Many energy sector companies and departments schedule annual performance reviews for the beginning of the calendar year. If performance reviews are on the schedule for your team, keep these five tips in mind for conducting more constructive and productive reviews:
- Before you sit down with each employee, take the time to look at the employee’s previous reviews and their track record: Their accomplishments, successes, and failures in the previous year. When you do this “homework,” you are more prepared to give focused specific feedback both on items the employee handles well and places they can improve.
- Lead with the positive. Begin by discussing the employee’s positive accomplishments and strengths over the past year. Most employees experience some degree of anxiety when facing a performance review. You can allay this anxiety and help the employee listen more readily when you lead with their strengths.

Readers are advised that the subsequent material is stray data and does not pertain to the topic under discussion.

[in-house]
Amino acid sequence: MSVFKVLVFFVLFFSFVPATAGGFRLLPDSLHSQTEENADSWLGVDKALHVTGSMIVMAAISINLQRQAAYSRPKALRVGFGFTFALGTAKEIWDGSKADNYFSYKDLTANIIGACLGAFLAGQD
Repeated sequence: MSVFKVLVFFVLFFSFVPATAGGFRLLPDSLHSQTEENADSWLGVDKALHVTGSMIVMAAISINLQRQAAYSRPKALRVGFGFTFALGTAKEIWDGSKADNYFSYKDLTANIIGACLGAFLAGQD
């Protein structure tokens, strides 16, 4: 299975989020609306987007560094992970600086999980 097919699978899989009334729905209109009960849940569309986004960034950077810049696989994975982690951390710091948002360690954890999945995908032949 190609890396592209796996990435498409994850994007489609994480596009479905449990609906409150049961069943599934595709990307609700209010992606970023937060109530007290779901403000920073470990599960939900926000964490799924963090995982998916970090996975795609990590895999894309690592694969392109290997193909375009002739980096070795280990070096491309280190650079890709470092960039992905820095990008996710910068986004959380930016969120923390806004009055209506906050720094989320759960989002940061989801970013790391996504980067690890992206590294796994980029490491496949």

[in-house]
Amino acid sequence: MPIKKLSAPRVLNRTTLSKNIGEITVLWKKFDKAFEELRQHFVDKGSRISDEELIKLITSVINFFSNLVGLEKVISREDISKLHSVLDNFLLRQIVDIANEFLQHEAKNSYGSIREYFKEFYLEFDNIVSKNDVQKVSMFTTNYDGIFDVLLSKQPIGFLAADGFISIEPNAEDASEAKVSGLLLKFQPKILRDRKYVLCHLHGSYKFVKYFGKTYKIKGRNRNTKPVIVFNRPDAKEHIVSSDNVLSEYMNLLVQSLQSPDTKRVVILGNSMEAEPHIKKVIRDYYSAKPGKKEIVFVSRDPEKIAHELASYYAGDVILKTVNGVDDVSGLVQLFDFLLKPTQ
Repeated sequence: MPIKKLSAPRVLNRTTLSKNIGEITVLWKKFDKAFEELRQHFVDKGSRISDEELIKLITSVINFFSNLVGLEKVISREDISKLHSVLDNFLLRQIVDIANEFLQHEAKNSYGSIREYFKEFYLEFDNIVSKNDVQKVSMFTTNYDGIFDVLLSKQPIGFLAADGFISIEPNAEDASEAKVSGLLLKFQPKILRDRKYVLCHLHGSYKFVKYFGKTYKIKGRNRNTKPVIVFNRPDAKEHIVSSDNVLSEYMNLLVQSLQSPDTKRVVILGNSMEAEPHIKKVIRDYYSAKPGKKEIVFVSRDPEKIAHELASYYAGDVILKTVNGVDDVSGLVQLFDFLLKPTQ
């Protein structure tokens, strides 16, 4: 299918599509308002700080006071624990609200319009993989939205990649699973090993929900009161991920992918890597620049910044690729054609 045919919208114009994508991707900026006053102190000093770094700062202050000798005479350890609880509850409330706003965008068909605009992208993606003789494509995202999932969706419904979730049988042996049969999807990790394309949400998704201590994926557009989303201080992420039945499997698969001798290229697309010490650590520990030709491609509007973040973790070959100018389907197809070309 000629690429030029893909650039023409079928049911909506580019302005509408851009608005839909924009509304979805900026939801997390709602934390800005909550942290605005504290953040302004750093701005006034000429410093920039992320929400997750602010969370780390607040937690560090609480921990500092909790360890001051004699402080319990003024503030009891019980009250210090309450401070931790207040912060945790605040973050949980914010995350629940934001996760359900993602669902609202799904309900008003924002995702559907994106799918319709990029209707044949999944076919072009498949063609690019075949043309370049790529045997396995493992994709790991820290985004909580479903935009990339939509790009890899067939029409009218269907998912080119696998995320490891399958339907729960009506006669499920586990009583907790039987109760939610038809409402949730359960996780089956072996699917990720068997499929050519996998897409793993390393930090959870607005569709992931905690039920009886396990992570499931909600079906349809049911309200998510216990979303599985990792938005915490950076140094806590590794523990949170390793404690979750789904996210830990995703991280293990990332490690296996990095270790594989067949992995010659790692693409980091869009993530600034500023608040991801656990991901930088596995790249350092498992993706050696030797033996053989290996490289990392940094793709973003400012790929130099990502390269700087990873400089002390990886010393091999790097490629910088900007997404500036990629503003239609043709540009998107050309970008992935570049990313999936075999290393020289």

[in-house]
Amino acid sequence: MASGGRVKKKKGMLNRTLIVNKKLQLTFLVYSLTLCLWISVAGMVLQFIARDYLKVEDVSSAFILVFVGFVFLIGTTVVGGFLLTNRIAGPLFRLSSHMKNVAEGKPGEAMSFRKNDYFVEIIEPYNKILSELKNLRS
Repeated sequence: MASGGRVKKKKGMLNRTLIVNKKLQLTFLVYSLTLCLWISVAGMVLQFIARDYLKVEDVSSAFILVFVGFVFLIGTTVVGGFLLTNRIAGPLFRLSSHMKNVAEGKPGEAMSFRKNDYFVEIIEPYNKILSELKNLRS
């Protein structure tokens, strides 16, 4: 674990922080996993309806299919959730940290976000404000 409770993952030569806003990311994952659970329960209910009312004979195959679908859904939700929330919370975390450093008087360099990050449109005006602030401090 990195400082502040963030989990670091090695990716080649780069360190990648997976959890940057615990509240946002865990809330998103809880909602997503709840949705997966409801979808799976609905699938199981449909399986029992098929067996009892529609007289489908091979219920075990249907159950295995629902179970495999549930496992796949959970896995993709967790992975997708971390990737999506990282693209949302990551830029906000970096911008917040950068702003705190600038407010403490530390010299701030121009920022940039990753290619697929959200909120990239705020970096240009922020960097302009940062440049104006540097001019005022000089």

- Focus on the important things. A performance review that attempts to address every item on the list in a mechanistic fashion can cause both the supervisor and the employee to forget the most important items on the list. Instead of covering every detail, focus on two or three strengths for which you want to praise the employee and two or three major weaknesses on which you want the employee to focus in the coming year.
- Stick to the issues. Every time you give praise or correction, make sure you are discussing how the employee handled a particular task or issue – not the employee as a person. Particularly when you are giving feedback on improving a weakness, focusing on specific ways the employee can change his or her behavior will help reduce the employee’s potential defensiveness and make it easier for him or her to accept the steps that should be taken. A written list of these steps can help the employee implement them as well.
- Give specific feedback. Whether giving praise or correction be specific. “We were all impressed by your ability to finish the project on time, despite the failures from our suppliers” is preferable to “You’re doing a great job.” Likewise, “We need to ensure your reports are filed by 5 p.m. every Friday” is preferable to “You could do better with deadlines.” Specific feedback is more likely to be remembered and is easier to implement.